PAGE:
The Bush administration’s “neglect” is now being investigated by the Government Accountability Office (GAO). Its first report was released on September 16, 2008. Sen. Clinton’s response to the GAO report: “Ten years after the landmark work of the Clinton Administration, this is the state of children’s health protection at the EPA: no leadership, no resources, no initiative, and no real mission. It’s a disaster and it’s a disgrace, and we have to fix it.”

Global leadership

President Clinton’s order paved the way for the U.S. to lead the world in children’s environmental health. Bush’s actions slowed the country down and by 2004 Europe leapfrogged past America when it established and began carrying out the Children’s Environment and Action Plan for Europe (CEHAPE).

One thing is certain: change is coming and you need to be prepared. For example, if your workplace is located in one of the NCS locations (counties) your facility’s OSHA and EPA hazard and risk communication programs should be complementary and kept up-to-date.

Did you enjoy this article? Click here to subscribe to ISHN.

Recent Articles by Dan Markiewicz, MS, CIH, CSP, CHMM

You must login or register in order to post a comment.

STAY CONNECTED

Facebook logo Twitter YouTubeLinkedIn Google + icon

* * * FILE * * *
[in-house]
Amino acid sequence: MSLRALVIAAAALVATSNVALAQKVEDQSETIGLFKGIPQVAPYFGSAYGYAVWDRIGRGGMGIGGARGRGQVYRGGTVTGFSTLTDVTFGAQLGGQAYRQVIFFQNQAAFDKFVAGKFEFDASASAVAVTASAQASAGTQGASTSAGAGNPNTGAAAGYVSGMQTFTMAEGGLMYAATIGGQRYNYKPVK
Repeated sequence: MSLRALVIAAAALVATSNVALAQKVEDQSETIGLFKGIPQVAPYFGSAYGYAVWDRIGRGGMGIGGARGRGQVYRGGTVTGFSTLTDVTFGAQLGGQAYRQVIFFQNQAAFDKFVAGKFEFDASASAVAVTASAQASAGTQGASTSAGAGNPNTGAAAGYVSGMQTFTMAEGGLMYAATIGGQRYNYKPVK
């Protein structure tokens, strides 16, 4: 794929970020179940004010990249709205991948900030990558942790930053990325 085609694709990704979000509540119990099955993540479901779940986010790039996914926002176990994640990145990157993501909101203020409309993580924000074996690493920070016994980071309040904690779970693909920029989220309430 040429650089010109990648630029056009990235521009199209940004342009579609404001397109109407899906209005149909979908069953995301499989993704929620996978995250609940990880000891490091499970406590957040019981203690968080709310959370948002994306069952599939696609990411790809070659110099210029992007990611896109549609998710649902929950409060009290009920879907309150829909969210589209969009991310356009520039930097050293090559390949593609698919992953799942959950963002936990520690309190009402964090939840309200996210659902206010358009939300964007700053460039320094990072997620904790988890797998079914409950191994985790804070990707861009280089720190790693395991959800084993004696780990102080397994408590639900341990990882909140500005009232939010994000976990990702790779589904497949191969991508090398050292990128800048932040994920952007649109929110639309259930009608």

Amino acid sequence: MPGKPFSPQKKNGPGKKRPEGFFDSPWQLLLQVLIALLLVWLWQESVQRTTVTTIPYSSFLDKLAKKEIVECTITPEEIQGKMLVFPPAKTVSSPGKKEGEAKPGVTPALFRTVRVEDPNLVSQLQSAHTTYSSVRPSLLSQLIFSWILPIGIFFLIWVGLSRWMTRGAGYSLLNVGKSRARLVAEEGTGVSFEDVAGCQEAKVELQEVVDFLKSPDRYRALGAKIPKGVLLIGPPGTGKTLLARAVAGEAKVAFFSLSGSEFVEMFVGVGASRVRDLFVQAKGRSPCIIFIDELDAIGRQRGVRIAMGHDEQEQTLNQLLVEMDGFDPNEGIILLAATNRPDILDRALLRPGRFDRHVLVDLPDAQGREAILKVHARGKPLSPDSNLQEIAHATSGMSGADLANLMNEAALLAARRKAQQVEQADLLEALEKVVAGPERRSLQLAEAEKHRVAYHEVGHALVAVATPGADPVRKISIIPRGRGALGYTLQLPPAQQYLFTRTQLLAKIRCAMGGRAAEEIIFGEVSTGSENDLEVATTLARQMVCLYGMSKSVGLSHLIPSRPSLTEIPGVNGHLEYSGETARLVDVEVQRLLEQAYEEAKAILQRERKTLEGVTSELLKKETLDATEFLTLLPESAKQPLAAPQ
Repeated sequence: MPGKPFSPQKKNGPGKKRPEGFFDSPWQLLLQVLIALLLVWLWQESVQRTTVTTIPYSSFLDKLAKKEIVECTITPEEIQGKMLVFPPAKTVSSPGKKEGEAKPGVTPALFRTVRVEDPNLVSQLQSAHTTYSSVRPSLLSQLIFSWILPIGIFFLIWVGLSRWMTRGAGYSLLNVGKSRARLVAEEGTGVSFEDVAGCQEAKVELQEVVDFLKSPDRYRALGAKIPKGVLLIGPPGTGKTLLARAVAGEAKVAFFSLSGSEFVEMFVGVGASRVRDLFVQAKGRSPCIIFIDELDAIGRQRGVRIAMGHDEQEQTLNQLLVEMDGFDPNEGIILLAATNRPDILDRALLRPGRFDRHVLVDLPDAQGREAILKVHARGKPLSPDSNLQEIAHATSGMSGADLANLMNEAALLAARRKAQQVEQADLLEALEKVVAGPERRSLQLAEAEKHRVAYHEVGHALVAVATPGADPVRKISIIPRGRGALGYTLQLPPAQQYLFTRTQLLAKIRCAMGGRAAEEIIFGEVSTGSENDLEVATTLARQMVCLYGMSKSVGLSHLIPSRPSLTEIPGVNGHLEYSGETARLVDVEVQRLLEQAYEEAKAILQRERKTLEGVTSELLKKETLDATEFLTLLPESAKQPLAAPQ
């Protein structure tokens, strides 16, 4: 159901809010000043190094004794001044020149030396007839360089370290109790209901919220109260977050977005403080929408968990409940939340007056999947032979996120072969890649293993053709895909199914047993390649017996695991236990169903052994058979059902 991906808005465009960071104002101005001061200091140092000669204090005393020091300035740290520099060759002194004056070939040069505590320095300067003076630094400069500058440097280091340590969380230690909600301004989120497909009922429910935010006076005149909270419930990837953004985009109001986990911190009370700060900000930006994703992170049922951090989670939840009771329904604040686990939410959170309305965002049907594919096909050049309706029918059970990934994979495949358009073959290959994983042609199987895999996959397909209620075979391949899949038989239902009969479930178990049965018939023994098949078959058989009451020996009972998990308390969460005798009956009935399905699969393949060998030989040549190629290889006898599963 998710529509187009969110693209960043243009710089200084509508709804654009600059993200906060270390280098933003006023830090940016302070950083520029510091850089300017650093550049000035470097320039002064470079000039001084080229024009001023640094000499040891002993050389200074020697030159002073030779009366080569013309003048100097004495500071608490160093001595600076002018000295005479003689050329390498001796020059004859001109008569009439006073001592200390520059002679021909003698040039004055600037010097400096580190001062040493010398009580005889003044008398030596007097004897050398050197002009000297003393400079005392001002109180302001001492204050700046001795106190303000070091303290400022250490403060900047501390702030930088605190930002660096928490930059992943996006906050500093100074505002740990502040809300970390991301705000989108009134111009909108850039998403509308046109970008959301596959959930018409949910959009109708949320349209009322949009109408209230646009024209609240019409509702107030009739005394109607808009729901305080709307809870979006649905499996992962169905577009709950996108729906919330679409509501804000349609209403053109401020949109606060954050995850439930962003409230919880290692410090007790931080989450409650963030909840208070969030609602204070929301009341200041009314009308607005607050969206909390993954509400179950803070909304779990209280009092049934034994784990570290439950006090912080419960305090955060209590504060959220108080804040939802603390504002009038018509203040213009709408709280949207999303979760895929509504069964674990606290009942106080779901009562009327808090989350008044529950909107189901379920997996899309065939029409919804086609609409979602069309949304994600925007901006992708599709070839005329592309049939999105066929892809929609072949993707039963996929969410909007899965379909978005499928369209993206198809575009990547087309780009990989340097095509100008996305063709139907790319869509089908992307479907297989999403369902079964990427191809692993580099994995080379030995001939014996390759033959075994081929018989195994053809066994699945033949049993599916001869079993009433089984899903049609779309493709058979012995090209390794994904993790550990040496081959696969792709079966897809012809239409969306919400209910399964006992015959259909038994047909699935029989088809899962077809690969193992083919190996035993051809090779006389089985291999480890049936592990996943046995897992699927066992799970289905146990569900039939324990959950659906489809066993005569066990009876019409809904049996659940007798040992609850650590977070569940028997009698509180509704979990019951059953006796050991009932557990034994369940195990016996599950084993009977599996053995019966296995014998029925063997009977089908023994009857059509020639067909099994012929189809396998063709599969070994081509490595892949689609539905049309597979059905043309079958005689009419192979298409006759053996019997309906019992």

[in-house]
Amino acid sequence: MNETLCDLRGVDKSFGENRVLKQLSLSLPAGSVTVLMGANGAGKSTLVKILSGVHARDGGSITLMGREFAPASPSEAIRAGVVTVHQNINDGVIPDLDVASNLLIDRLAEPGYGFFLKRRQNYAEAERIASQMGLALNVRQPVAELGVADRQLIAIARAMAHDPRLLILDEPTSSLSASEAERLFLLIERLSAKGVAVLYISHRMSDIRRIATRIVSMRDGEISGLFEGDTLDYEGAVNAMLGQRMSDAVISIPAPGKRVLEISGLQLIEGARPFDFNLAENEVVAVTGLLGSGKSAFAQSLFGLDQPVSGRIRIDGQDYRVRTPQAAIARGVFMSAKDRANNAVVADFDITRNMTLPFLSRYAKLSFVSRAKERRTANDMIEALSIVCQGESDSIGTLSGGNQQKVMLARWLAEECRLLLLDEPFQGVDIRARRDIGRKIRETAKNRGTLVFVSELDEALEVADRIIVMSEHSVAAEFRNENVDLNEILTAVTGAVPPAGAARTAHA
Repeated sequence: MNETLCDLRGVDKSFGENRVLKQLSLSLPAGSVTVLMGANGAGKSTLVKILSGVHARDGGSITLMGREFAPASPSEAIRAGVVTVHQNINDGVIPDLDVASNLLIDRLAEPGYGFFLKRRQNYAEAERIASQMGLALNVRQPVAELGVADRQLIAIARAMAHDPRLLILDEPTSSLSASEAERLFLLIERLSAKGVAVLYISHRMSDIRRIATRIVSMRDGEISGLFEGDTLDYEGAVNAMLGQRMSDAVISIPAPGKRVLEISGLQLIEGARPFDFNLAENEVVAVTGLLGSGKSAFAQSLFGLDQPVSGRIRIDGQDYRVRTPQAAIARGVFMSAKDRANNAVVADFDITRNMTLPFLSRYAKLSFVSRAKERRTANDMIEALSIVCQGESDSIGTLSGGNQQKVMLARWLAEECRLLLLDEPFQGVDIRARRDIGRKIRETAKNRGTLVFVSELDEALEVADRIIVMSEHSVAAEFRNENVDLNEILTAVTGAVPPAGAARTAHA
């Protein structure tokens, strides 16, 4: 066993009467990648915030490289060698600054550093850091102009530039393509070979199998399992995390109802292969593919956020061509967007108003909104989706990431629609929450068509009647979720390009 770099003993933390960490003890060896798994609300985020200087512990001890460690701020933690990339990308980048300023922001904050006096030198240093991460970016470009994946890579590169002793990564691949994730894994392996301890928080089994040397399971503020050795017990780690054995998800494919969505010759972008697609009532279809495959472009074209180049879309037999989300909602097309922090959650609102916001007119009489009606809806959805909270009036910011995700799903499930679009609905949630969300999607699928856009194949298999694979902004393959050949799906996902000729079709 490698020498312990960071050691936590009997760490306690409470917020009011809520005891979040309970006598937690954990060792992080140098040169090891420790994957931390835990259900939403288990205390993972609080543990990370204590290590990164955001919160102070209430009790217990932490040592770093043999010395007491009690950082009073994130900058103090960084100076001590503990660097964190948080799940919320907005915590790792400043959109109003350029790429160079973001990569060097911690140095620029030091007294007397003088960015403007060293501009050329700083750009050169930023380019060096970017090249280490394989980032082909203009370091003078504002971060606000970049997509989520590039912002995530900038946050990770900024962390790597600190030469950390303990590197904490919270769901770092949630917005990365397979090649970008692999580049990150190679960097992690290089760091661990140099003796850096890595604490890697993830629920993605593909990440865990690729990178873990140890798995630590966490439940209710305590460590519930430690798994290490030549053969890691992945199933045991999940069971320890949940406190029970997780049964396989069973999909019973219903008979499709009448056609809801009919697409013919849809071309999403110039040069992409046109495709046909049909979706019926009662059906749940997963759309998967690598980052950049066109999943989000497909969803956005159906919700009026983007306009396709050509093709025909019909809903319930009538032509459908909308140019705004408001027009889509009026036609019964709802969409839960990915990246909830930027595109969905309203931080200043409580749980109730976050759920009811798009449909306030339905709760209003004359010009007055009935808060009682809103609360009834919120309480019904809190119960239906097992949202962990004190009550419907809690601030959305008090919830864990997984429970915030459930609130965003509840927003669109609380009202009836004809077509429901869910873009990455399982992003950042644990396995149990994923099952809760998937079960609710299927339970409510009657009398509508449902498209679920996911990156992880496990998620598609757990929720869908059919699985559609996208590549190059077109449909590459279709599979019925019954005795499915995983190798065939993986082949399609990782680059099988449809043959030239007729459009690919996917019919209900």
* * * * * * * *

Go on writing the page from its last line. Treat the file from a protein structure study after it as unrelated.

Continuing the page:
Multimedia

Videos

Image Galleries

ASSE Safety 2014 Review

A gallery of photos from the sprawling Orange County Convention Center in Orlando, where ASSE’s annual professional development conference was held June 8-11. All photos courtesy of the American Society of Safety Engineers.

9/9/14 2:00 pm EDT

Welding: It doesn't have to be a grind. The latest in respiratory protection and PPE for welders and grinder

Attendees of this webinar will gain knowledge of hazards and appropriate PPE for welding applications, regulatory drivers that are changing the landscape of PPE within welding applications and the latest product technologies being offered in welding PPE.

ISHN Magazine

ISHN_0814cov.jpg

2014 August

Check out ISHN's August issue which features content about pain prevention, forklift operation safety and a preview of the National Safety Congress and Expo.

Table Of Contents Subscribe

THE ISHN STORE

M:\General Shared\__AEC Store Katie Z\AEC Store\Images\ISHN\safetyfourth.jpg
Safety Engineering, 4th Edition

A practical, solutions-driven reference, Safety Engineering, 4th edition, has been completely revised and updated to reflect many of today’s issues in safety.

More Products

For Distributors Only - May 2014

ISHN0514FDO_cover.jpgFor Distributors Only is ISHN's niche brand standard-sized magazine supplement aimed at an audience of 2,000 U.S. distributors that sell safety products. Circulation only goes to distributors. CHECK OUT THEMAY 2014 ISSUE OF FDO HERE

ishn infographics

2012 US workplace deathsCheck out ISHN's new Infographic page! Learn more about worker safety through these interactive images. CLICK HERE to view the page.